Databricks Cloud: Next Step For Spark

Databricks, the company behind the hot Apache Spark project, announced new tools, new partners, and new funding to power a cloud service on Amazon Web Services.

Doug Henschen, Executive Editor, Enterprise Apps

June 30, 2014

3 Min Read
Databricks' depiction of Databricks Cloud replacing the many components of Hadoop used in today's big-data analyses.

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Apache Spark is already one of the most active open source projects in the big data world, but announcements made on Monday by Spark promoter and support firm Databricks could really heat things up.

The announcements, made at the sold-out Spark Summit 2014 in San Francisco, include the launch of the Databricks Cloud service on Amazon Web Services, set for general availability this fall, and the close of $33 million in new venture capital funding. This news comes on the heels of fresh partnership announcements with Hadoop distributor Hortonworks and Cassandra NoSQL database developer DataStax. And Databricks had already struck up partnerships with all other Hadoop distributors, including Cloudera, MapR, IBM, and Pivotal.

[Want more on Databricks' plans? Read Will Spark, Google Dataflow Steal Hadoop's Thunder?]

Spark is already deployable on AWS, but Databricks Cloud is a managed service based on Spark that will be supported directly by Databricks. Spark is best known for in-memory machine learning, but it also supports streaming analysis and SQL analysis, and work is underway on adding support for the popular R analytics library and graph analysis. All of these capabilities are exposed through a new Databricks Workplace component of Databricks Cloud, with Notebook, Dashboard, and Job-Launcher apps that the vendor said make it easy to build data-analysis pipelines from storage and ETL, to dashboarding and reporting, and on to advanced analytics and collaboration.

Databricks is not presenting Spark or Databricks Cloud as a replacement for Hadoop -- the platform needs to run on top of a data platform such as Hadoop, Cassandra, or S3. But it is saying that Spark can replace many of the familiar data-analysis components that run on top of Hadoop, including MapReduce, Pig, Hive, Impala, Drill, and more.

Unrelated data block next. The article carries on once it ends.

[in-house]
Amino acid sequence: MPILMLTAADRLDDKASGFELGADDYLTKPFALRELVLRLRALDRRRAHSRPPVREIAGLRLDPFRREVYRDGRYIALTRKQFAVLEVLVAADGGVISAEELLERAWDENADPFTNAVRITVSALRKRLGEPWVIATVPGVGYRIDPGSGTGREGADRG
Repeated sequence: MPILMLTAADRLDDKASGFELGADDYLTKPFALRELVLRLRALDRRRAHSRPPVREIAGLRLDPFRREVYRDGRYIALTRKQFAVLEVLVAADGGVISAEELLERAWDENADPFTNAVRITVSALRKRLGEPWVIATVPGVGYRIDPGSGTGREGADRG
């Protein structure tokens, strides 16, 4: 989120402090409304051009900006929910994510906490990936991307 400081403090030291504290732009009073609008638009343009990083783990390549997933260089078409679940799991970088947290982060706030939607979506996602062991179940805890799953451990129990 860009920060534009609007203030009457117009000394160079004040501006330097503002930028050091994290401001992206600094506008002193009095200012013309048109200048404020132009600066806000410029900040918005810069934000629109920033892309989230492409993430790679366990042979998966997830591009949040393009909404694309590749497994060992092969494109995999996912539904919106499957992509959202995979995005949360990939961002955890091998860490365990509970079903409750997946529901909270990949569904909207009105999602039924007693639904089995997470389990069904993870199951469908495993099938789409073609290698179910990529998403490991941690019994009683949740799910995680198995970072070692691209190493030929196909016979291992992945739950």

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"We believe that the vast majority of jobs that organizations do in existing data pipelines can be done on top of Spark," said Ion Stoica, Databricks CEO, in a phone interview with InformationWeek.

Databricks depicts a "Typical Data Pipeline" being replaced outright by Databricks Cloud, with ODBC connections making it possible to use conventional BI tools including MicroStrategy, QlikView, or Tableau Software (see images).

For now, Databricks Cloud runs exclusively on AWS S3, but Stoica said the company will also explore options to run on other clouds, including Google Compute Cloud and Microsoft Azure. If customers want or need to deploy on premises, Hadoop and Cassandra are both options to provide the basics of a data platform, including storage, high availability, redundancy, and so on. But with this week's announcements, Databricks is stepping up and saying that Spark can handle the vast majority of high-value analytical work, whether that's MapReduce, machine learning, graph processing, streaming analysis or R-based data mining, or the SQL role that Hadoop vendors have been squabbling about over the last year or more.

Can Spark really supplant such an array or data-analysis tools? That's the subject of our analysis, "Will Spark, Google Dataflow Steal Hadoop's Thunder?," which includes reactions from Hadoop vendors. Our first take is that Spark has a lot to prove in real-world production deployments before it can reshape big data analysis as we know it.

With Monday's announcement, Databricks Cloud enters limited beta release. Stoica says it will be ready on Amazon by this fall, starting at "a couple of hundred dollars" per user, per month.

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About the Author(s)

Doug Henschen

Executive Editor, Enterprise Apps

Doug Henschen is Executive Editor of InformationWeek, where he covers the intersection of enterprise applications with information management, business intelligence, big data and analytics. He previously served as editor in chief of Intelligent Enterprise, editor in chief of Transform Magazine, and Executive Editor at DM News. He has covered IT and data-driven marketing for more than 15 years.

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